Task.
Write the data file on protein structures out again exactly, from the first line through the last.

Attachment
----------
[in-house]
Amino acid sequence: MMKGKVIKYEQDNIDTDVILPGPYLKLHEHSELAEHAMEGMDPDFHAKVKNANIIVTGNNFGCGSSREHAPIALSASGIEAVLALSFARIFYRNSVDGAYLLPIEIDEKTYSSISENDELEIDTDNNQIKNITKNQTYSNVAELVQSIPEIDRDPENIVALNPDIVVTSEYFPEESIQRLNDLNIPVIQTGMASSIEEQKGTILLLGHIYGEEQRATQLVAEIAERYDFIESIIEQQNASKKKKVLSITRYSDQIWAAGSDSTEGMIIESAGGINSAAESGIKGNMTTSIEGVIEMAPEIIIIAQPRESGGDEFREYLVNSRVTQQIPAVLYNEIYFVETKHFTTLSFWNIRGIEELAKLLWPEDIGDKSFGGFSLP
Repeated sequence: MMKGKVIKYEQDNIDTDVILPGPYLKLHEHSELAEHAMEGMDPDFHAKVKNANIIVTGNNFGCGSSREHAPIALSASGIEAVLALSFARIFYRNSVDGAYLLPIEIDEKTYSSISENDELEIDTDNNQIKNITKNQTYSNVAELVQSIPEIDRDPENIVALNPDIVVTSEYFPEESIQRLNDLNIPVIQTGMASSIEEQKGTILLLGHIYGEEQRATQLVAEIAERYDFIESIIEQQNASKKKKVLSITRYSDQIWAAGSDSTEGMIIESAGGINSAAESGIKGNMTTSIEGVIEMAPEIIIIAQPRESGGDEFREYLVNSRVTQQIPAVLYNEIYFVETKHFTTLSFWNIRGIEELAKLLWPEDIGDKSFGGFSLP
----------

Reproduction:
[in-house]
Amino acid sequence: MMKGKVIKYEQDNIDTDVILPGPYLKLHEHSELAEHAMEGMDPDFHAKVKNANIIVTGNNFGCGSSREHAPIALSASGIEAVLALSFARIFYRNSVDGAYLLPIEIDEKTYSSISENDELEIDTDNNQIKNITKNQTYSNVAELVQSIPEIDRDPENIVALNPDIVVTSEYFPEESIQRLNDLNIPVIQTGMASSIEEQKGTILLLGHIYGEEQRATQLVAEIAERYDFIESIIEQQNASKKKKVLSITRYSDQIWAAGSDSTEGMIIESAGGINSAAESGIKGNMTTSIEGVIEMAPEIIIIAQPRESGGDEFREYLVNSRVTQQIPAVLYNEIYFVETKHFTTLSFWNIRGIEELAKLLWPEDIGDKSFGGFSLP
Repeated sequence: MMKGKVIKYEQDNIDTDVILPGPYLKLHEHSELAEHAMEGMDPDFHAKVKNANIIVTGNNFGCGSSREHAPIALSASGIEAVLALSFARIFYRNSVDGAYLLPIEIDEKTYSSISENDELEIDTDNNQIKNITKNQTYSNVAELVQSIPEIDRDPENIVALNPDIVVTSEYFPEESIQRLNDLNIPVIQTGMASSIEEQKGTILLLGHIYGEEQRATQLVAEIAERYDFIESIIEQQNASKKKKVLSITRYSDQIWAAGSDSTEGMIIESAGGINSAAESGIKGNMTTSIEGVIEMAPEIIIIAQPRESGGDEFREYLVNSRVTQQIPAVLYNEIYFVETKHFTTLSFWNIRGIEELAKLLWPEDIGDKSFGGFSLP